The first article in this series looked at the various reasons many Home Equity Conversion Mortgage (HECM) borrowers make bad choices. One important reason is that they don’t fully understand the longer-run consequences of the various HECM options that are available. That is the subject of this article.

The senior’s borrowing power

The different HECM payment options can be viewed as different ways that seniors can use the borrowing power of their homes. Total borrowing power depends on the property value, the age of the youngest co-borrower, and the expected interest rate and upfront fees on the HECM.

Editor’s note: This is the second in a multipart series. Read Part 1.

The first article in this series looked at the various reasons many Home Equity Conversion Mortgage (HECM) borrowers make bad choices. One important reason is that they don’t fully understand the longer-run consequences of the various HECM options that are available. That is the subject of this article.

The senior’s borrowing power

The different HECM payment options can be viewed as different ways that seniors can use the borrowing power of their homes. Total borrowing power depends on the property value, the age of the youngest co-borrower, and the expected interest rate and upfront fees on the HECM. The senior can use her borrowing power to withdraw cash, purchase an annuity, reserve a credit line that grows larger as long as it is not used, or some combination of the three.

Using all borrowing power upfront

Table 1 shows the maximum amounts that a 72-year-old with a $400,000 house can draw using her full borrowing power for each of the options. She can withdraw cash of $257,000, purchase a tenure annuity that pays $1,433 a month so long as she lives in the house, or purchase a term annuity for a shorter period, such as the five-, 10- and 15-year periods shown in the table.

The different options have different implications for the growth of mortgage debt. All the options result in the same debt when the borrower reaches age 100, but prior to that longer annuity periods result in smaller debt growth.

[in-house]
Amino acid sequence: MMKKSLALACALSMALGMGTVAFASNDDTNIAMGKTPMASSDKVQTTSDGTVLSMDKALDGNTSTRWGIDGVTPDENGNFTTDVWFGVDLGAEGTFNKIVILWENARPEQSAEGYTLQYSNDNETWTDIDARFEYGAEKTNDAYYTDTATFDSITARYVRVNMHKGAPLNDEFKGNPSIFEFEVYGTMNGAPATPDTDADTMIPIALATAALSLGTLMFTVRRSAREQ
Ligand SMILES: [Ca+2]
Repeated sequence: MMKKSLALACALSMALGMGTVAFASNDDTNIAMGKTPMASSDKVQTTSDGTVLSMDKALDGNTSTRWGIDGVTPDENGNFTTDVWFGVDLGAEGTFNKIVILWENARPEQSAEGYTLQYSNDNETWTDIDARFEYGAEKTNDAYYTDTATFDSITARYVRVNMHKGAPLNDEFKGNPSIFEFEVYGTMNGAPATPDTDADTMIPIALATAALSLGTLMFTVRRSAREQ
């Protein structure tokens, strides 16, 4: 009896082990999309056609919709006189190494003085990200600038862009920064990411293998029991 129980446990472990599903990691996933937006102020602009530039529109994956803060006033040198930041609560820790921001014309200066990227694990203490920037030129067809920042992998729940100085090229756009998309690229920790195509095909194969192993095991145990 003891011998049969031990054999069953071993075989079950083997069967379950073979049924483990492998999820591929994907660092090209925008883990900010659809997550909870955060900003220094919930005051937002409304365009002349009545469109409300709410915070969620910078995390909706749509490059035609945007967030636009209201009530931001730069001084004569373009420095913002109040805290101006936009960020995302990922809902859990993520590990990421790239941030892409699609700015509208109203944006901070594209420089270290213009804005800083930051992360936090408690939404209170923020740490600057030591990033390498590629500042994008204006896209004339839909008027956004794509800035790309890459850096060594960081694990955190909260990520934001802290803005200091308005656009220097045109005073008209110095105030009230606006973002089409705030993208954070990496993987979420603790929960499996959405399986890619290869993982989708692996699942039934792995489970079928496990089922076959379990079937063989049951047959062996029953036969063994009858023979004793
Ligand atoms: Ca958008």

For example, after five years, the debt of the senior who took the largest possible tenure annuity is only one-third as large as the senior who withdrew the maximum amount of cash. This means that if the borrower dies early, her estate is substantially larger if she had taken the tenure annuity. Further, assuming she lives on, she can convert her lower debt in the early years into additional borrowing power by modifying her program, a point discussed below.

Table 1. HECM Maximum Payment Options and Future Debt of a Senior of 72 With House Valued at $400,000, Using a Standard ARM

HECM Maximum Payment Options

Loan Balance

At Closing

After 5 Years

After 10 Years

After 15 Years

After 28 Years

Upfront Cash of $257,000

$271K

$349K

$451K

$582K

$1.129 million

Monthly Payment of $4,839 for 5 Years

$14K

$349K

$451K

$582K

$1.129 million

Monthly Payment of $2,726 for 10 Years

$14K

$205K

$451K

$582K

$1.129 million

Monthly Payment of $2,037 for 15 Years

$14K

$158K

$343K

$582K

$1.129 million

Monthly Tenure Payment of $1,433

$14K

$116K

$248K

$418K

$1.129 million

Note: Payment amounts are based on an expected interest rate of 3.86 percent plus a mortgage insurance premium of 1.25 percent; debt and unused credit line are calculated at the current ARM rate of 2.497 percent plus 1.25 percent; financed closing costs are $14,000. Data are as of July 28, 2012.

Reserving borrowing power

Seniors who elect to take less than the maximum of whatever option they select reserve the remainder of their borrowing power for future use. This is illustrated in Table 2 below, which applies to the same senior as Table 1 but assumes that only about half of her borrowing power is used upfront. That reserves a credit line of $128,000, which, if not drawn on, grows larger each year.

Table 2. Credit Lines and Future Debt For a Senior of 72 With House Valued at $400,000, When Senior Draws Half of Maximum Cash, 5-Year and Tenure Options

Half of HECM Maximum Payment Options

Loan Balance/Credit Line

At Closing

After 5 Years

After 10 Years

After 15 Years

After 28 Years

Upfront Cash of $129,000

$143K/
$128K

$184K/
$166K

$237K/
$212K

$305K/
$273K

$590K/
$527K

Monthly Payment of $2,420 for 5 Years

$14K/
$128K

$184K/
$166K

$237K/
$214K

$306K/
$276K

$594K/
$535K

Monthly Tenure Payment of $716

$14K/
$128K

$67K/
$166K

$136K/
$214K

$224K/
$276K

$593K/
$535K

Program modifications

The senior who takes out a HECM is free to switch to another option at any time for a fee of $20. For example, the borrower who draws less than the maximum cash at the outset could draw a tenure annuity at any point based on her unused credit line and age at that point. In some cases, furthermore, seniors can advantageously modify the terms of an existing option, even when they have no unused credit under that option.

For example, the senior in Table 1 who drew the maximum tenure annuity could convert to a new tenure annuity at the end of five years that would raise the payment from $1,433 to about $1,566. Program modifications are a powerful but little understood feature of the HECM program.

The wise path for seniors taking a HECM is to draw as little as possible at the outset, preserving maximum freedom of action for the future. This applies particularly to baby boomers just reaching eligibility at 62.

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